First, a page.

He uses an entire book - Shadows of the Mind (the "sequel" to The Emperor's New Mind) - to discuss how consciousness can't arise from a consistent mathematical system. He begins, essentially, with E=mc2: a number of superposed quantum states in the brain "work" until there is a gravitational difference between their energy and mass. The gravitational significance of this difference causes the states to collapse - or unfold - into one. This single conglomerate state then becomes one observable in the gross physical world - as an action potential in a neuron, perhaps.
At this point, Penrose would seem to agree with David Bohm's implicate order: actuality is the result of probabilistic collapses/unfolding of quantum and subquantum states. We observe light similarly. When medium of a laser absorbs particular wavelenths of light, the electrons of its atoms elevate to their highest state of energy. When so many electrons are excited to this high energy state (population inversion), they collapse together to a lower energy level which results in the emission of light, an observable condition created from a quantum conglomeration.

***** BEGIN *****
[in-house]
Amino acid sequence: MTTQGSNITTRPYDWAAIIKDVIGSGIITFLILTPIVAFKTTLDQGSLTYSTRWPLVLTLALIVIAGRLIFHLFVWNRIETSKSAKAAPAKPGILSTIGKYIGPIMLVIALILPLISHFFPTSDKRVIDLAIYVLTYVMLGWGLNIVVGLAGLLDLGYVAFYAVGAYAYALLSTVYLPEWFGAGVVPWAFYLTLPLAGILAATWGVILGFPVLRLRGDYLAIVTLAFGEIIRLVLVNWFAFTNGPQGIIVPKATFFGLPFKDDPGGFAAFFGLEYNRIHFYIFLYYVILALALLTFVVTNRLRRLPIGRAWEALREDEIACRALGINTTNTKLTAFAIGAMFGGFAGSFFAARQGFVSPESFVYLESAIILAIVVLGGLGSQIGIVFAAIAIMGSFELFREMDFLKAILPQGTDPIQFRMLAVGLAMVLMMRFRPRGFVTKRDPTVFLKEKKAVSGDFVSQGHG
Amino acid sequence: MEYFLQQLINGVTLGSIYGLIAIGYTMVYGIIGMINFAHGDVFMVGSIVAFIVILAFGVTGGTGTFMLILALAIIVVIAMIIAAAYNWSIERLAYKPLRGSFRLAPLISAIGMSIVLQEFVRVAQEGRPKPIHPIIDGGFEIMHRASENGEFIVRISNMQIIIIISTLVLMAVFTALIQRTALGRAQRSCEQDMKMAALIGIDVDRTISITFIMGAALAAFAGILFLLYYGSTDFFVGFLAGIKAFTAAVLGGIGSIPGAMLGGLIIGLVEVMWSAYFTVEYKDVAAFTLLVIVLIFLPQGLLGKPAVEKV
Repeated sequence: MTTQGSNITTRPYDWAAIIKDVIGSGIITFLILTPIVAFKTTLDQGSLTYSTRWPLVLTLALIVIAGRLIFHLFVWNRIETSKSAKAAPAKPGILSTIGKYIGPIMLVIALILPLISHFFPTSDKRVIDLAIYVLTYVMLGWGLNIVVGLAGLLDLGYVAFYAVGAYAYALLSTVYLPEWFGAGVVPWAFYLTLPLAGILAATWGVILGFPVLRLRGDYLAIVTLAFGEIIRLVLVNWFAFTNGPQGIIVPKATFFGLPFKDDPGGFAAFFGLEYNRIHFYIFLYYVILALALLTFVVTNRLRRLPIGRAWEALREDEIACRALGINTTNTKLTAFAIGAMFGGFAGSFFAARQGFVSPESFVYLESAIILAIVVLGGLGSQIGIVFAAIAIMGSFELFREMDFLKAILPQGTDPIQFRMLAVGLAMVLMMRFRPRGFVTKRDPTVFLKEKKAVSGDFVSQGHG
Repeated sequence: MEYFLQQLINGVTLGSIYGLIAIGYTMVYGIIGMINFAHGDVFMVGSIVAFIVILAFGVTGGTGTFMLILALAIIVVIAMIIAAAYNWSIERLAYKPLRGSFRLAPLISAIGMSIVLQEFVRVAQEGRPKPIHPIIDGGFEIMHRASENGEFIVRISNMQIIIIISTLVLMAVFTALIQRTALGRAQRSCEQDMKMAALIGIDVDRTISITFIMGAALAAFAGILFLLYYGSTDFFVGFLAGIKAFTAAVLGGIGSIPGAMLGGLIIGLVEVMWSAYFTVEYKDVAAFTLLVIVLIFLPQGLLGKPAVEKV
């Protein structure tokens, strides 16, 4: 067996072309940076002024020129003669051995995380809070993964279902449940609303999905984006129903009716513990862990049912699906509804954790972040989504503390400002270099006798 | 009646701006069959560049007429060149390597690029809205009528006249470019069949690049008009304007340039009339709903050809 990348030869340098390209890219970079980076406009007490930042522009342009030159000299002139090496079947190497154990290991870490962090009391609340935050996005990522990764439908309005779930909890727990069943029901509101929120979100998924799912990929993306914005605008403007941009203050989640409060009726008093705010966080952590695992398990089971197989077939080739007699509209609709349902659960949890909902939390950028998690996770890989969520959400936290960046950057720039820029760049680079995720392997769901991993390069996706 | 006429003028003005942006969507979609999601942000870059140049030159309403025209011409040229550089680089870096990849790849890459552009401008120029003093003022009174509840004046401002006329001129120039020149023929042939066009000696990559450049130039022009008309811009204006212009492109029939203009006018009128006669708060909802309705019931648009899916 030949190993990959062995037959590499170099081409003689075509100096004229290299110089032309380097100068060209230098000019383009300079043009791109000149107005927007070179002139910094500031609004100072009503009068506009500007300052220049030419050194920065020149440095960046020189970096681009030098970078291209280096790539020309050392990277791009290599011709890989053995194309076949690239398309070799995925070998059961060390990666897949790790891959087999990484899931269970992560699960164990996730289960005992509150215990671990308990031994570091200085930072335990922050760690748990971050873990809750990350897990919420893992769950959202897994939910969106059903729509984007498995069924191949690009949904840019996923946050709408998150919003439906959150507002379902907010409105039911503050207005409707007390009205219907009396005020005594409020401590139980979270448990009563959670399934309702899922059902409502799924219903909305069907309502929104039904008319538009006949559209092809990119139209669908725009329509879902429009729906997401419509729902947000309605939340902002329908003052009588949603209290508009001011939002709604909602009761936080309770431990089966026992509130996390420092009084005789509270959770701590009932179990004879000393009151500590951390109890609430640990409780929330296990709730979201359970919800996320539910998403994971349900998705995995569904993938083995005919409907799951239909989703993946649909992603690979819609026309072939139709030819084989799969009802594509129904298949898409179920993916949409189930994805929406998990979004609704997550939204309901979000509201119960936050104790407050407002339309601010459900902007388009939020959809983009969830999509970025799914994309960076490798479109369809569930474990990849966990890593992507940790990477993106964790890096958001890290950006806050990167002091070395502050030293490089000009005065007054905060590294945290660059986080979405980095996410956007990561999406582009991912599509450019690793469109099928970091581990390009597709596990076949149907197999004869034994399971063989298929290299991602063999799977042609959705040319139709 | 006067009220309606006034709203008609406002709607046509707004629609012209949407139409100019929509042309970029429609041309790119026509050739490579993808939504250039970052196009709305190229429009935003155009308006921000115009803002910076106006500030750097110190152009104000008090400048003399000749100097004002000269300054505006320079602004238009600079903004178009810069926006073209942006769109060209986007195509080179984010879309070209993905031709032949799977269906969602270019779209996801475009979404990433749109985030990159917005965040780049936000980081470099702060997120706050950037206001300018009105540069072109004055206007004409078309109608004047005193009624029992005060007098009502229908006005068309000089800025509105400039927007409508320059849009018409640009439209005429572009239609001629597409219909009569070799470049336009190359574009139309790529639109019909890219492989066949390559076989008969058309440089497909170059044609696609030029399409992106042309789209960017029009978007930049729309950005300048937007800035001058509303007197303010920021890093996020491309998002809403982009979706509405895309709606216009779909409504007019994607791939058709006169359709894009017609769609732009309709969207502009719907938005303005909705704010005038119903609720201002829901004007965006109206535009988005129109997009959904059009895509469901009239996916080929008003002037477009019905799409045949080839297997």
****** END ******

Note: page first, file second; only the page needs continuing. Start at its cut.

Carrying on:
I have always been somewhat fearful of humanity's discovering the substrate of consciousness and applying it to artificial intelligence. It is comforting that Penrose agrees with me (!) that we will not be able to design A.I. with consciousness in the foreseeable future because it's something we are not nearly close enough to understaning, not to mention being able to coalesce and manipulate.
It is possible to suggest, then, that the connect between consciousness and brain is a physiological exploitation of the vast magnitude of activity in collapsed quantum states. This "non-algorithmic ingredient", as Penrose coins it, also jives with Bohm's suggestions of probability's role in the playing-out of the quantum universe in the gross or actual universe. Could we give our fatty brains such credit as to be the medium by which quantum states become consciousness? This is a question Penrose explores in The Emperor's New Mind, and which I will not dare attempt to disect.
Not at the moment, anyway.
More to come, then.